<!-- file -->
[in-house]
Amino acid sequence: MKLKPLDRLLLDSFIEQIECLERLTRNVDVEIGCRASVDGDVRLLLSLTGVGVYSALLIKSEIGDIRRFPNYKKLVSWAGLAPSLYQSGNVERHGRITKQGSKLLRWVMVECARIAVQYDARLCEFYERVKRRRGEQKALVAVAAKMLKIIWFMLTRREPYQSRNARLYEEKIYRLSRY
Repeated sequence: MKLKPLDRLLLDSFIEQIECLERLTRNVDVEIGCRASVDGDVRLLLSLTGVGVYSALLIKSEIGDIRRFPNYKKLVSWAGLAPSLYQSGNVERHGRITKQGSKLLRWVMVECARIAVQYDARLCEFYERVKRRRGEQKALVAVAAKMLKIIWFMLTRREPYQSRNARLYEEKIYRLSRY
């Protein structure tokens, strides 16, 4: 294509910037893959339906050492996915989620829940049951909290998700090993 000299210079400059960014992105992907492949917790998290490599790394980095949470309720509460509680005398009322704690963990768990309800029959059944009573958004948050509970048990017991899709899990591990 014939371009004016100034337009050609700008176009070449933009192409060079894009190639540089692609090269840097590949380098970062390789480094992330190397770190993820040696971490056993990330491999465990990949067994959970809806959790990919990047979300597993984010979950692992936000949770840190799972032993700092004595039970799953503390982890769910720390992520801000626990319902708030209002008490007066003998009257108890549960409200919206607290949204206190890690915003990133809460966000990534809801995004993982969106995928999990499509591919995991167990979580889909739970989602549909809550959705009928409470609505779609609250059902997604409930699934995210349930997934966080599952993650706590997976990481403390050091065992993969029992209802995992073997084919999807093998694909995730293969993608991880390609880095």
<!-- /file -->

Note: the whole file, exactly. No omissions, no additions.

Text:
[in-house]
Amino acid sequence: MKLKPLDRLLLDSFIEQIECLERLTRNVDVEIGCRASVDGDVRLLLSLTGVGVYSALLIKSEIGDIRRFPNYKKLVSWAGLAPSLYQSGNVERHGRITKQGSKLLRWVMVECARIAVQYDARLCEFYERVKRRRGEQKALVAVAAKMLKIIWFMLTRREPYQSRNARLYEEKIYRLSRY
Repeated sequence: MKLKPLDRLLLDSFIEQIECLERLTRNVDVEIGCRASVDGDVRLLLSLTGVGVYSALLIKSEIGDIRRFPNYKKLVSWAGLAPSLYQSGNVERHGRITKQGSKLLRWVMVECARIAVQYDARLCEFYERVKRRRGEQKALVAVAAKMLKIIWFMLTRREPYQSRNARLYEEKIYRLSRY
């Protein structure tokens, strides 16, 4: 294509910037893959339906050492996915989620829940049951909290998700090993 000299210079400059960014992105992907492949917790998290490599790394980095949470309720509460509680005398009322704690963990768990309800029959059944009573958004948050509970048990017991899709899990591990 014939371009004016100034337009050609700008176009070449933009192409060079894009190639540089692609090269840097590949380098970062390789480094992330190397770190993820040696971490056993990330491999465990990949067994959970809806959790990919990047979300597993984010979950692992936000949770840190799972032993700092004595039970799953503390982890769910720390992520801000626990319902708030209002008490007066003998009257108890549960409200919206607290949204206190890690915003990133809460966000990534809801995004993982969106995928999990499509591919995991167990979580889909739970989602549909809550959705009928409470609505779609609250059902997604409930699934995210349930997934966080599952993650706590997976990481403390050091065992993969029992209802995992073997084919999807093998694909995730293969993608991880390609880095």